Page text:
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Josh Beckett in Beantown: A Mixed Bag

July 9, 2006 | By RotoRob | comment on this post
Josh Beckett is racking up the wins for the Boston Red Sox.
Josh Beckett is winning plenty, but hardly dominating his new league league.

Josh Beckett, the prize acquisition of the Boston Red Sox this past offseason, has been a resounding success at 11-4 heading into the All-Star break.

Or has he?

Behind Beckett’s lofty win count (a total that earns him a share of the AL lead) are some pretty disturbing peripheral numbers.

As a general rule of thumb, you can expect a National League pitcher switching to the American League to experience a rise in ERA of about half a run given the more difficult lineups he must face that include DHs but no pitchers to easily prey upon.

But the rude treatment that Beckett has received in his first AL campaign goes far beyond normal regression levels and is completely shocking given that sparkling win-loss record.

Saturday’s outing against a powerful White Sox club was a perfect microcosm of Beckett’s year. He throws six innings and gets shelled for 10 hits and five runs, yet wins. After loading the bases with nobody out in the seventh, Beckett left a three-run lead in the hands of his bullpen with a serious mess to clean up and Jim Thome, Paul Konerko and Jermaine Dye due up. Somehow, the Sox pen got that dangerous trio to go one-two-three and in turn got Beckett off the hook to preserve his chance to win.

Most concerning about Beckett’s performance since joining the Junior Circuit is his sudden, rather severe case of gopheritis. He coughed up another three long balls Saturday — his second straight start serving up that many dingers. Through 110 innings pitched, Beckett has now been smacked around for 26 home runs — the highest total of any major league pitcher this season. Considering he had never before surrendered more than 16 in any season, this is an unbelievable development.

Well, you’re thinking, it must be the Fenway factor, right? I don’t think so, Tim. Fenway Park is not a home run haven this season. In fact, only AT&T Park in San Francisco is restricting home runs more than Fenway.

Perhaps Beckett is just giving up far more fly balls this year? Nope, not really. His G/F ratio was 1.25 last year, and yes, it has dropped this year, but only to 1.09. That’s not nearly enough to explain this monumental a spike in long balls.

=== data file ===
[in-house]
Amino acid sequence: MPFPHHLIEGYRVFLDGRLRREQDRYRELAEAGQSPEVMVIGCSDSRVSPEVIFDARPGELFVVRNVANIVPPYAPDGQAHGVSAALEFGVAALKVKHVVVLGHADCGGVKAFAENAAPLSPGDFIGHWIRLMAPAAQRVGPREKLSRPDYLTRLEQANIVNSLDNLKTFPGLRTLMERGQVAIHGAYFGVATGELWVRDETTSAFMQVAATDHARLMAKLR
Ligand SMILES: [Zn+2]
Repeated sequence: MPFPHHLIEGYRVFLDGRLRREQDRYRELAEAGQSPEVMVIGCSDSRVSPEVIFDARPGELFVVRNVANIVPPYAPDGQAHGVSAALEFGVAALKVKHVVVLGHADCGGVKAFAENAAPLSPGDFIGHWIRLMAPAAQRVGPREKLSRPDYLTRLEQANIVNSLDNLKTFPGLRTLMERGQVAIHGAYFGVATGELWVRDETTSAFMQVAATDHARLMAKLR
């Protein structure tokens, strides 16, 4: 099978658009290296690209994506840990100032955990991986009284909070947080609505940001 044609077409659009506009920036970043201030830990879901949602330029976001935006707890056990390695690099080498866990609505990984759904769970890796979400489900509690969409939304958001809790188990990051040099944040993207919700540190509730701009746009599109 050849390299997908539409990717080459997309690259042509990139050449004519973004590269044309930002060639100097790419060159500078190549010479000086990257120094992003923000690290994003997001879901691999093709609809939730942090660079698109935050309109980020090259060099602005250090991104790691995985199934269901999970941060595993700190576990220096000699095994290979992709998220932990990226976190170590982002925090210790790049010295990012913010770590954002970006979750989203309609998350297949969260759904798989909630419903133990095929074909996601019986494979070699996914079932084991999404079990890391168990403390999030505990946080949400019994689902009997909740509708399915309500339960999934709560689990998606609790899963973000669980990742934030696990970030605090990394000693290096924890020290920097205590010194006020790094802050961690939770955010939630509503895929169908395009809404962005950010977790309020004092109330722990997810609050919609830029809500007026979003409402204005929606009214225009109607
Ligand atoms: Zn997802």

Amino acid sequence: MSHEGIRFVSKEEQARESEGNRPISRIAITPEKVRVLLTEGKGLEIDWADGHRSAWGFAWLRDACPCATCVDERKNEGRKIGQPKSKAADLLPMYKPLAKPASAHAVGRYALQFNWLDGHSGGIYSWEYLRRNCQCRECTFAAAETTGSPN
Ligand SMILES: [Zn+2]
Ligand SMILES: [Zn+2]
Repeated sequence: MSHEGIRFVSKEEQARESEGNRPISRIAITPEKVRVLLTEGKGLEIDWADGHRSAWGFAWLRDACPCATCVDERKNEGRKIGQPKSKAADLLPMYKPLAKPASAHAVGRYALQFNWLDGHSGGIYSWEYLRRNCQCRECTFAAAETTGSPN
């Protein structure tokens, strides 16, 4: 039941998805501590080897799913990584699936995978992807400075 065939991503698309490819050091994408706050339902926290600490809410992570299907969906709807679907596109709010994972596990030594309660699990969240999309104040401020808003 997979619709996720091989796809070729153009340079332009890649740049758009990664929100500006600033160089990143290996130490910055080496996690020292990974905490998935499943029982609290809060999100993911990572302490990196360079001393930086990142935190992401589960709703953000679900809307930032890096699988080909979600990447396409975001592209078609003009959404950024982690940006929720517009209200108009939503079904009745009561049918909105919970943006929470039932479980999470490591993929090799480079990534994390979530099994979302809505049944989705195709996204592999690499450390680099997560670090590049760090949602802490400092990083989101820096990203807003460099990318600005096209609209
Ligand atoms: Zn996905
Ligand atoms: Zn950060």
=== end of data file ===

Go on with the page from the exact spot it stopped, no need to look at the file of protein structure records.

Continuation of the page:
His K/9 has dropped to just over 7.5 from 8.36 last year. But last year’s total was down in turn from 2004’s mark, yet Beckett enjoyed the finest season of his career in 2005. So that’s not as big a factor as you’d think. And consider that if more balls are being put in play against him, he’s got the major’s best defensive team lined up behind him.

Beckett’s command has dropped as well, from a career-best 2.86 K/BB ratio last year to a career-worst 2.56 mark this year. That’s definitely a small factor in his ugly (relatively-speaking) ERA of 4.75. Another factor is Beckett’s being hit harder than ever. While his .256 BAA is the worst he’s ever had (previous worst was .246), that .510 slugging percentage against him dwarfs his previous worst (.389). Obviously, the home runs are a huge part of that.

Another consideration is his health, as in he’s actually enjoyed good health for once. So Beckett is on pace to pitch 196 innings this year, a total he’s never reached. Could he simply be tiring from a workload he’s never experienced? In fairness, he’s not being worked as hard as in the past, with a pitch per game average that is at its lowest in five seasons.

All in all, Beckett, while clearly not at his best in 2006, has not been bad. He’s just giving up too many fly balls that are leaving the park. I mean, 11 quality outings out of 18 starts is pretty darn good. Of course, the fact that only six pitchers in baseball are receiving more run support than Beckett’s 7.01 runs per game is certainly a big help.

Beckett has been a better second-half pitcher in recent seasons, so it’s reasonable to expect him to record an ERA much closer to 4.00 between now and the end of the season. And if that run support continues, and he continues to avoid the injury bug, this may finally be the year Beckett becomes a 20-game winner. While getting burned for almost 50 homers. Now that’s impressive.

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